There’s some extra excitement in the Rocky Shores seabird habitat at the zoo: Five tufted puffin chicks, known as pufflings, hatched recently!
After pufflings hatch, they stay in a nest while their parents take turns bringing food. Eventually, they “fledge” or leave their burrows and join the other puffins in the habitat, and the parents stop feeding them. Keepers then train each bird to hand-feed from them.
Tufted puffins generally mate for life and raise one chick at a time. Couples share parenting duties, like nest building, egg incubation, and feeding their chick. Guests may see puffins gathering fish to bring to the pufflings.
“Puffin chicks grow quickly during their time in their burrows,” explained Noelle. “In the wild, once they leave the burrow, they go alone to sea for two years and care for themselves.”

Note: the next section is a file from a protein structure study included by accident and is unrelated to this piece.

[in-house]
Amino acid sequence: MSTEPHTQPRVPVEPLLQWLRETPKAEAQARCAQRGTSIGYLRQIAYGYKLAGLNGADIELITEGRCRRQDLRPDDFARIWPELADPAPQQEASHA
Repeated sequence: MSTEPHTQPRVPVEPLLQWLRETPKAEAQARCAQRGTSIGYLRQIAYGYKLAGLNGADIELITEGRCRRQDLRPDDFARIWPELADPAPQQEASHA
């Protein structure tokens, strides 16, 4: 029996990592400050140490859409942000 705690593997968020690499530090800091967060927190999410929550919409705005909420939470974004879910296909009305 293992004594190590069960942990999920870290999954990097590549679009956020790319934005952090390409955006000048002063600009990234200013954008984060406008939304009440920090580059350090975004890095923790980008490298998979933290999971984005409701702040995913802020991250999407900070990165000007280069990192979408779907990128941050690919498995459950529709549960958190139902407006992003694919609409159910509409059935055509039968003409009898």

All the pufflings are expected to have fledged by the end of September. Guests can currently see a few pufflings out with the rest of the colony. They are already nearly the same size as the adults but can be identified by their darker grey bills and feet. Adult puffins have orange bills and feet.
In the wild, tufted puffins live from Alaska to California and northern Asia. Puffins are not a threatened species, but some are declining as they face threats of oil spills, ocean pollution, and overfishing of the small fish that make up their diet. Guests can help all sea animals by choosing sustainable seafood and reducing plastic use.
The tufted puffins share a habitat at the zoo with horned puffins and common murres. Learn about all the zoo’s seabirds here.